Also, according other study2020 Wiese M, Svensson P, Bakke M, List T, Hintze H, Petersson A, et al. Association between temporomandibular joint symptoms, signs, and clinical diagnosis using the RDC/TMD and radiographic findings in temporomandibular joint tomograms. J Orofac Pain. 2008;22(3):239-51., clinically evaluating the variables related to the presence of pain (muscle or joint), its intensity and duration, and depression scores, it was not possible to associate them with the presence of degenerative changes in the TMJ. Similarly, in our assessment, the presence of pain during active mouth opening, during excursive movements, pain on lateral and intra auricular palpation, showed no significant statistical difference between the groups. However, according to the Spearman correlation test, it was observed that as more symptoms were presented by the patients, more imaging diagnoses were obtened. Analyzing the results, it is even possible to observe that 31.5% of the individuals had arthralgia, whose diagnosis was clear and evidenced by RDC/TMD. According to the RDC/TMD, the presence of crackling is considered a clinical sign of the degenerative disorder, that is, related to osteoarthritis (group III), due to the change in intra-articular lubrication and possible friction between its components. However, the results of the present study revealed a low frequency of this signal, even in group III patients. These findings, as pointed out by the authors of DC/TMD1111 Schiffman E, Ohrbach R, Truelove E, Look J, Anderson G, Goulet JP, et al. Diagnostic criteria for temporomandibular disorders (DC/TMD) for clinical and research applications: recommendations of the International RDC/TMD Consortium Network and Orofacial Pain Special Interest Group. J Oral Facial Pain Headache. 2014;28(1):6-27., emphasize the importance of standardized clinical examination, considering the presence of each sign and symptom, even if subclinical or perceived only by the professional. Some authors propose an optimization of the method of perception of joint sounds using a stethoscope, as recommended2222 Dagar SR, Turakiya V, Pakhan AJ, Jaggi N, Kalra A, Vaidya V. Modified stethoscope for auscultation of temporomandibular joint sounds. J Int Oral Health. 2014;6(2):40-4..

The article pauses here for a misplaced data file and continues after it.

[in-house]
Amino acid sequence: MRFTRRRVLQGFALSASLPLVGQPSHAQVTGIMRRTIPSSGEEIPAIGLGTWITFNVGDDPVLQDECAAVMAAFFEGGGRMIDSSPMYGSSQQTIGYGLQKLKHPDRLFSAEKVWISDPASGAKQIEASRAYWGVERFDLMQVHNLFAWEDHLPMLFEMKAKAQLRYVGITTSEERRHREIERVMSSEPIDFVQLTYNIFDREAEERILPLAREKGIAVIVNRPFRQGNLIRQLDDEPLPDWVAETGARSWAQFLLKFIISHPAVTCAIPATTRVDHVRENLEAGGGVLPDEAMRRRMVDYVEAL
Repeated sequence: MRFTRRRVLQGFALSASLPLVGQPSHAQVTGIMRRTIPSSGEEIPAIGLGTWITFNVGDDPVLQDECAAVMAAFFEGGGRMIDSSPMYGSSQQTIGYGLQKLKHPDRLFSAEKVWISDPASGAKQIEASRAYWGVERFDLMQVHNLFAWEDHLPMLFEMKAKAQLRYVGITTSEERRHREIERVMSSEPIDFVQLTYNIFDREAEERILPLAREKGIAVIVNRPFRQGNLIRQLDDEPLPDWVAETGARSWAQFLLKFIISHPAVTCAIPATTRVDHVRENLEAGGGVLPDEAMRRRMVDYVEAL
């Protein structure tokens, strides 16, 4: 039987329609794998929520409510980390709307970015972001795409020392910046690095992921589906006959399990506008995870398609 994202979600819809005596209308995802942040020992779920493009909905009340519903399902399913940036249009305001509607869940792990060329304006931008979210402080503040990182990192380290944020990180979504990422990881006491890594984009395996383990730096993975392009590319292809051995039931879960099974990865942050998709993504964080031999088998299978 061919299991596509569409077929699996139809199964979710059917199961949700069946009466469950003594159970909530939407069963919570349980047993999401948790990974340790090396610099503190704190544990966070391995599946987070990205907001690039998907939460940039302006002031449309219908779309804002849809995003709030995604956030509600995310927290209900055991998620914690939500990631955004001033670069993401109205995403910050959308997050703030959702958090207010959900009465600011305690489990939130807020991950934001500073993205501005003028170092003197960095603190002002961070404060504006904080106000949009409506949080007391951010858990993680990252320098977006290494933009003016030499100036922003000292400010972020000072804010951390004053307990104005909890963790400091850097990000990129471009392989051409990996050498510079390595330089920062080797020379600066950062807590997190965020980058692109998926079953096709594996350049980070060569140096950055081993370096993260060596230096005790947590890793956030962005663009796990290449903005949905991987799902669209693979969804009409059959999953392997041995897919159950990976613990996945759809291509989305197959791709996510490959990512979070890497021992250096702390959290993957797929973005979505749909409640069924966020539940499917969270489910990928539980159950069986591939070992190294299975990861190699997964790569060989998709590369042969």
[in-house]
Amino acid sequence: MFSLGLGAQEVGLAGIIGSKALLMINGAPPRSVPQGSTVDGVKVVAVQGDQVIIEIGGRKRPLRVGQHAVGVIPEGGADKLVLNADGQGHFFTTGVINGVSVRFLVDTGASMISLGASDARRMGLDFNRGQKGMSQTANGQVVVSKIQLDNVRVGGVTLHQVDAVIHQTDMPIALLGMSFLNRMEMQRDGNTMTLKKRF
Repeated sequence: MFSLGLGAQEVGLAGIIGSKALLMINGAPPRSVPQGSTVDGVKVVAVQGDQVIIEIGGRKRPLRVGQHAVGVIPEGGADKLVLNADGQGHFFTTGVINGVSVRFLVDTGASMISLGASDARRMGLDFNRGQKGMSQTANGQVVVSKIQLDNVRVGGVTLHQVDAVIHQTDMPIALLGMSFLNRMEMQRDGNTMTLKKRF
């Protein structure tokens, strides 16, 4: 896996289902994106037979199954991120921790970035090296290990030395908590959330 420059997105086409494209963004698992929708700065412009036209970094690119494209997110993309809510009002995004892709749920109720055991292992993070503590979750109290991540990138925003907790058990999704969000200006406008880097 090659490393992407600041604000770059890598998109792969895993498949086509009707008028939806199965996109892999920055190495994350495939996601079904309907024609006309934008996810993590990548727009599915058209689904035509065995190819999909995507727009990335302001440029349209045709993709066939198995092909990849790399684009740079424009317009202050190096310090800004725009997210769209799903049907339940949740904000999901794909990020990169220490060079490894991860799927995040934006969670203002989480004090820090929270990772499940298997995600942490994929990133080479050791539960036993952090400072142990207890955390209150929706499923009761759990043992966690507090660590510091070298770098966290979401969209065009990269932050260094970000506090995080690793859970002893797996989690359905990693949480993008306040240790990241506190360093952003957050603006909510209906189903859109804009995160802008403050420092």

Another explanation for the lack of association between the presence of clinical symptoms and the imaging findings (r=0.1032, p=0.5374) is that the joint cartilages in the initial stages are often not seen in the images and the bone alterations that manifest sufficiently enough to be detected in these exams take a lot of time to develop1818 Wiese M, Wenzel A, Hintze H, Petersson A, Knutsson K, Bakke M, et al. Osseous changes and condyle position in TMJ tomograms: impact of RDC/TMD clinical diagnoses on agreement between expected and actual findings. Oral Surg Oral Med Oral Pathol Oral Radiol Endod. 2008;106(1):52-63.. Likewise, the different kinds of images used also make the results distinct and hard to be combined2323 Hussain AM, Packota G, Major PW, Flores-Mir C. Role of different imaging modalities in assessment of temporomandibular joint erosions and osteophytes: a systematic review. Dentomaxillofac Radiol. 2008;37(1):63-71.. In the study2020 Wiese M, Svensson P, Bakke M, List T, Hintze H, Petersson A, et al. Association between temporomandibular joint symptoms, signs, and clinical diagnosis using the RDC/TMD and radiographic findings in temporomandibular joint tomograms. J Orofac Pain. 2008;22(3):239-51., considering the presence of changes in the mandibular head, mandibular fossa, and tuber joint, a prevalence of 78.5% of flattening, 34.8% of osteophytes, 35.2% of erosion and 17.6% of sclerosis was found.